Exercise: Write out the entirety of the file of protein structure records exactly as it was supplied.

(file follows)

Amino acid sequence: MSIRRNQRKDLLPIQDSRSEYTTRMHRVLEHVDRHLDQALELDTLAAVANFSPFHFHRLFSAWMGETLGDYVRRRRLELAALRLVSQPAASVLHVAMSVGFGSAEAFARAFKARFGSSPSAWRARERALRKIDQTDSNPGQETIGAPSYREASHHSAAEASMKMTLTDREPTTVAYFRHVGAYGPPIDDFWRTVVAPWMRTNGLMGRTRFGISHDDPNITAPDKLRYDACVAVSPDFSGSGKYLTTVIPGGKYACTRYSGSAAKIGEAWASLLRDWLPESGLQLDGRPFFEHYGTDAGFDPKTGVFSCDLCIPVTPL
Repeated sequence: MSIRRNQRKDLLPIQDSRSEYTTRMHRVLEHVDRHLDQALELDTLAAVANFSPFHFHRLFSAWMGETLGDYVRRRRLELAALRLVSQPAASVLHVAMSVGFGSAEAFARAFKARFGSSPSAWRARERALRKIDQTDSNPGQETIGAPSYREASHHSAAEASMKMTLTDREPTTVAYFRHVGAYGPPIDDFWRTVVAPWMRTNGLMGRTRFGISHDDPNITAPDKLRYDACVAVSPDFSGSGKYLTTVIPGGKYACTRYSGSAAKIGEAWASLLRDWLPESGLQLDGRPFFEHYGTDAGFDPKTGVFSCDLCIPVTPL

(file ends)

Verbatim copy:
Amino acid sequence: MSIRRNQRKDLLPIQDSRSEYTTRMHRVLEHVDRHLDQALELDTLAAVANFSPFHFHRLFSAWMGETLGDYVRRRRLELAALRLVSQPAASVLHVAMSVGFGSAEAFARAFKARFGSSPSAWRARERALRKIDQTDSNPGQETIGAPSYREASHHSAAEASMKMTLTDREPTTVAYFRHVGAYGPPIDDFWRTVVAPWMRTNGLMGRTRFGISHDDPNITAPDKLRYDACVAVSPDFSGSGKYLTTVIPGGKYACTRYSGSAAKIGEAWASLLRDWLPESGLQLDGRPFFEHYGTDAGFDPKTGVFSCDLCIPVTPL
Repeated sequence: MSIRRNQRKDLLPIQDSRSEYTTRMHRVLEHVDRHLDQALELDTLAAVANFSPFHFHRLFSAWMGETLGDYVRRRRLELAALRLVSQPAASVLHVAMSVGFGSAEAFARAFKARFGSSPSAWRARERALRKIDQTDSNPGQETIGAPSYREASHHSAAEASMKMTLTDREPTTVAYFRHVGAYGPPIDDFWRTVVAPWMRTNGLMGRTRFGISHDDPNITAPDKLRYDACVAVSPDFSGSGKYLTTVIPGGKYACTRYSGSAAKIGEAWASLLRDWLPESGLQLDGRPFFEHYGTDAGFDPKTGVFSCDLCIPVTPL